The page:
The project started several years ago at my previous university, California State University Northridge, where I designed the text for their version of the Introduction to Proofs course. While the core was conceptualized and developed there, much of the book was written after moving to India, and in particular, the last portions were written at Krea (and used for courses here). It was delayed by Covid (and my own laziness), but I am glad that it is finally out.

About Prof.  Bharath Sethuraman

Professor of Mathematics, Krea University

Prof. Bharath Sethuraman has nearly thirty years of experience as a mathematician and a teacher. He received his B.Tech in Mechanical Engineering from IIT Madras, but switched to pure mathematics and obtained his Ph.D. from the University of California at San Diego. He held a permanent position as mathematics faculty at California State University Northridge for over twenty-five years, teaching undergraduate and masters level students, many of whom came from less privileged backgrounds, and many of whom were first generation college learners. He has also taught at other universities in the US and in India, including at IIT Bombay, Indian Statistical Institute Bangalore, and Azim Premji University.

Besides being a committed teacher, Prof. Sethuraman has been active in research, working primarily in the fields of algebraic number theory and algebraic geometry. Prof. Sethuraman has been the recipient of several research grants from the U.S. National Science Foundation, and of other research and teaching grants from various sources.

Prof. Sethuraman has written three books for undergraduate students: Rings Fields and Vector Spaces, A Gentle Introduction to Abstract Algebra, and Proofs and Ideas: A Prelude to Advanced Mathematics. Outside of academics, he enjoys traveling, cycling, reading, and music.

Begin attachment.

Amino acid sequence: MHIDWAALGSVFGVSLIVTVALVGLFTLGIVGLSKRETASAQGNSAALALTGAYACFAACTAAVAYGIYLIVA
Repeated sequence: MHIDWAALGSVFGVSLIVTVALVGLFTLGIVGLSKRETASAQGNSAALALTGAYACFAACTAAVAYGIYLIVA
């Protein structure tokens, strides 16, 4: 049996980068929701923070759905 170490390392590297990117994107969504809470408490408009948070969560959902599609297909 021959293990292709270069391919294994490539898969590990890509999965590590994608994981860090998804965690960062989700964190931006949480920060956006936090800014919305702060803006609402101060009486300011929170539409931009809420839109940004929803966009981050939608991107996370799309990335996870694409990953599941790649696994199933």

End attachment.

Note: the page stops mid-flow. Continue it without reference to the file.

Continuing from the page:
Reach him at: [email protected]

Krea University Faculty Receive Prestigious Ramnath Goenka Award for Environment Journalism

Krea University Faculty Receive Prestigious Ramnath Goenka Award for Environment Journalism

Sri City, January 6, 2022: Prof. Aniket Aga (Associate Professor of Anthropology & Environmental Studies) and Prof. Chitrangada Choudhury (Associate Professor of Practice in Environmental Studies & Public Policy) from Krea University have won the Ramnath Goenka Award for Excellence in Journalism in the ‘Environment, Science and Technology’ category. The Awards aim to celebrate excellence, courage and commitment, showcasing outstanding contributions every year.

This prestigious annual event in the Indian media calendar pays tribute to Print, Digital and Broadcast journalists who maintain the highest standards of their profession despite political and economic pressures, and who produce work that generates and sustains public trust in the media and impacts the lives of people.  The award in the ‘Environment’ category acknowledges exceptional contributions to public awareness and understanding of environmental issues, science and technology.  

Prof. Aga and Prof. Choudhury had reported two articles on illegal herbicide-tolerant GM cotton seeds and an associated complex of lethal chemical inputs like glyphosate which are sweeping through biodiversity-rich Adivasi farms of Odisha’s Eastern Ghats, radically altering a fragile ecology, and food and knowledge systems. Their two stories titled ‘Sowing the seeds of climate crisis in Odisha’ and ‘Cotton has now become a headache’ along with a broader climate change series published by the People’s Archive of Rural India (PARI), were named for the award. 

Prof. Aniket Aga is interested in science and technology studies, democratic politics, and agrarian studies, and works on questions of environmental justice, food democracy and sustainable agriculture. His first book ‘Genetically Modified Democracy’ examining the ongoing controversy over genetically modified (GM) food crops in India is recently out from Yale University Press & will be published in South Asia in early 2022 by Orient Blackswan. He is especially keen to work with students from disadvantaged groups, including Dalit, Bahujan and Adivasi students and students from rural backgrounds.

Prof. Chitrangada Choudhury is a multimedia journalist and researcher. Her reportage on the environment, social justice and rural, in particular indigenous communities, has been cited for multiple awards including the Sanskriti Award (2008), the Press Council of India’s National Award for Investigative Reporting (2015), and the Lorenzo Natali Journalism Prize twice (2010 & 2018). She is a Founding member of The People’s Archive of Rural India, an Editorial Board member of Article 14, and a Senior Research Associate at the Centre for World Environment History, University of Sussex.